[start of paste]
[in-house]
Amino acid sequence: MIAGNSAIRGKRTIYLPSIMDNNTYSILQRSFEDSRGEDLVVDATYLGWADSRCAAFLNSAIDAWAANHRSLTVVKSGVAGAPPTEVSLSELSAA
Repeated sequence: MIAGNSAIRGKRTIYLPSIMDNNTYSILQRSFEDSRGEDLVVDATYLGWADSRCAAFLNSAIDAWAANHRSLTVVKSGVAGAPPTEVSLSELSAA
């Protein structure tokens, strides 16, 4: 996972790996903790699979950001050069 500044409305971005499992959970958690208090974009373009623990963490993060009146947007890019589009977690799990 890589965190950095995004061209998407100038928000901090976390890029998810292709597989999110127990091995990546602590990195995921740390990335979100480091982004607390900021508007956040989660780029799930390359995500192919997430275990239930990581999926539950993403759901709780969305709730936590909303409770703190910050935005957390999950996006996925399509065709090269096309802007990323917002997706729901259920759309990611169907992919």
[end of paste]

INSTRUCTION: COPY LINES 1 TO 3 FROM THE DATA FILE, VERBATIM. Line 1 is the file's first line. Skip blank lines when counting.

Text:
[in-house]
Amino acid sequence: MIAGNSAIRGKRTIYLPSIMDNNTYSILQRSFEDSRGEDLVVDATYLGWADSRCAAFLNSAIDAWAANHRSLTVVKSGVAGAPPTEVSLSELSAA
Repeated sequence: MIAGNSAIRGKRTIYLPSIMDNNTYSILQRSFEDSRGEDLVVDATYLGWADSRCAAFLNSAIDAWAANHRSLTVVKSGVAGAPPTEVSLSELSAA